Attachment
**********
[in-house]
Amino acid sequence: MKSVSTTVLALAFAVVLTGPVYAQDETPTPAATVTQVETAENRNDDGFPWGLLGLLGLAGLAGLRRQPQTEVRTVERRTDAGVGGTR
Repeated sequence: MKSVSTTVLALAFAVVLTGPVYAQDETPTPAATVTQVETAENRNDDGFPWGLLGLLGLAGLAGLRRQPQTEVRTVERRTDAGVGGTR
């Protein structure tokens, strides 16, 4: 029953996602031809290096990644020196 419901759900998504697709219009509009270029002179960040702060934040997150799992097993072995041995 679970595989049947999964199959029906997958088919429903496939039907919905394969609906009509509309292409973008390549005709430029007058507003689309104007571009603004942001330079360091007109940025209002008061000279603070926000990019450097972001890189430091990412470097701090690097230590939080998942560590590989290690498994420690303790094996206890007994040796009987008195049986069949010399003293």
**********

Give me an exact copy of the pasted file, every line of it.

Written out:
[in-house]
Amino acid sequence: MKSVSTTVLALAFAVVLTGPVYAQDETPTPAATVTQVETAENRNDDGFPWGLLGLLGLAGLAGLRRQPQTEVRTVERRTDAGVGGTR
Repeated sequence: MKSVSTTVLALAFAVVLTGPVYAQDETPTPAATVTQVETAENRNDDGFPWGLLGLLGLAGLAGLRRQPQTEVRTVERRTDAGVGGTR
């Protein structure tokens, strides 16, 4: 029953996602031809290096990644020196 419901759900998504697709219009509009270029002179960040702060934040997150799992097993072995041995 679970595989049947999964199959029906997958088919429903496939039907919905394969609906009509509309292409973008390549005709430029007058507003689309104007571009603004942001330079360091007109940025209002008061000279603070926000990019450097972001890189430091990412470097701090690097230590939080998942560590590989290690498994420690303790094996206890007994040796009987008195049986069949010399003293």